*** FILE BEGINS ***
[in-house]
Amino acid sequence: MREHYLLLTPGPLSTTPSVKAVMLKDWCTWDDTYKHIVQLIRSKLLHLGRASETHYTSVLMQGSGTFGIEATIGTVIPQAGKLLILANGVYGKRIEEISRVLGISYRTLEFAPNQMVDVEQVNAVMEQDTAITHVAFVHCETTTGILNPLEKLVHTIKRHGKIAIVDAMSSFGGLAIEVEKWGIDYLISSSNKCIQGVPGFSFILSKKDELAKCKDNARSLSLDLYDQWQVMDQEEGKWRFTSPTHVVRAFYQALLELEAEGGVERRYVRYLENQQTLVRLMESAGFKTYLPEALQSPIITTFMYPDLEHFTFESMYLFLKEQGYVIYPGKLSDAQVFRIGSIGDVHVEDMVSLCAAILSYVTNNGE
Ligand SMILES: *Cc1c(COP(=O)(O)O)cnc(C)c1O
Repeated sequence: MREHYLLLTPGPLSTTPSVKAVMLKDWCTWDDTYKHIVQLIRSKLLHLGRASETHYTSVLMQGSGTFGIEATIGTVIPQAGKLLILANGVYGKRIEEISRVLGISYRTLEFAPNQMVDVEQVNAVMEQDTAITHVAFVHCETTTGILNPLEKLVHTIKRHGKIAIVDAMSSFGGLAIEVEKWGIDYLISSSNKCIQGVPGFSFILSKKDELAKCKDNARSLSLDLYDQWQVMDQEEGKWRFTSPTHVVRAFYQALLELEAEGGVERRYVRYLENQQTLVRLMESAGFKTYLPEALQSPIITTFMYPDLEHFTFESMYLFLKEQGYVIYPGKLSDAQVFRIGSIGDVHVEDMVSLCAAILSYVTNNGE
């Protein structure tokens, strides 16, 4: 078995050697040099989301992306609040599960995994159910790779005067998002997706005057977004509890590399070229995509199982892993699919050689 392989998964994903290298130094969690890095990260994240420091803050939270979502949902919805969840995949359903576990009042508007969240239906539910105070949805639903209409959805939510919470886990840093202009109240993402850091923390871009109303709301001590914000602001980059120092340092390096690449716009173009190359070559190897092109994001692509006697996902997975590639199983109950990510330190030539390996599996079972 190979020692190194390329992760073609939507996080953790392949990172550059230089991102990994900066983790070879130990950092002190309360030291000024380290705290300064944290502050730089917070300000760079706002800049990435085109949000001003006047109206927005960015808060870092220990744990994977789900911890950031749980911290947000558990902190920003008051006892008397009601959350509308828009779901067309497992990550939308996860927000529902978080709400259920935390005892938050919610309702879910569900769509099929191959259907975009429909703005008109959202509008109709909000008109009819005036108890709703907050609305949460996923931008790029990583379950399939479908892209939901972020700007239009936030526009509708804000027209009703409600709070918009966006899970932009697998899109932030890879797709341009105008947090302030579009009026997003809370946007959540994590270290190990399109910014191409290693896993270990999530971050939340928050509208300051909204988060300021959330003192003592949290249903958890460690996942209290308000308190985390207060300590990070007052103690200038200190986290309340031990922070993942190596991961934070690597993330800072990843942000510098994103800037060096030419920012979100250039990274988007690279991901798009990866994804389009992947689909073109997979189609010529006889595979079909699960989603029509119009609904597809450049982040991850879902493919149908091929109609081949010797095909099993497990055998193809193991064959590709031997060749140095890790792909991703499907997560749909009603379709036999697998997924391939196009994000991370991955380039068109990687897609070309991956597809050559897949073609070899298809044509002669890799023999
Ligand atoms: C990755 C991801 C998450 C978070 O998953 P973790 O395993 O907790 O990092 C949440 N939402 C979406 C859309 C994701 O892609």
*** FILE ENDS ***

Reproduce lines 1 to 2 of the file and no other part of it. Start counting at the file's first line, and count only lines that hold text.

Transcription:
[in-house]
Amino acid sequence: MREHYLLLTPGPLSTTPSVKAVMLKDWCTWDDTYKHIVQLIRSKLLHLGRASETHYTSVLMQGSGTFGIEATIGTVIPQAGKLLILANGVYGKRIEEISRVLGISYRTLEFAPNQMVDVEQVNAVMEQDTAITHVAFVHCETTTGILNPLEKLVHTIKRHGKIAIVDAMSSFGGLAIEVEKWGIDYLISSSNKCIQGVPGFSFILSKKDELAKCKDNARSLSLDLYDQWQVMDQEEGKWRFTSPTHVVRAFYQALLELEAEGGVERRYVRYLENQQTLVRLMESAGFKTYLPEALQSPIITTFMYPDLEHFTFESMYLFLKEQGYVIYPGKLSDAQVFRIGSIGDVHVEDMVSLCAAILSYVTNNGE